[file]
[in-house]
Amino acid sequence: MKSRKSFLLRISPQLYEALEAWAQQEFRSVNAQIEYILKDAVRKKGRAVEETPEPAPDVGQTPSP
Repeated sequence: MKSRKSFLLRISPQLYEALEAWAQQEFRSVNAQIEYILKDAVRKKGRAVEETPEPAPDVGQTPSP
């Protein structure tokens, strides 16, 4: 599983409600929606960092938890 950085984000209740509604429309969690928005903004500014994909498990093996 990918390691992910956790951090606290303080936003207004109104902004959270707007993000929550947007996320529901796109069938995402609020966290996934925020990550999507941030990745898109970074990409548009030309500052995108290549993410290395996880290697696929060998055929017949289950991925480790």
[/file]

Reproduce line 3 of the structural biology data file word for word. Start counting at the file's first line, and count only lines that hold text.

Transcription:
Repeated sequence: MKSRKSFLLRISPQLYEALEAWAQQEFRSVNAQIEYILKDAVRKKGRAVEETPEPAPDVGQTPSP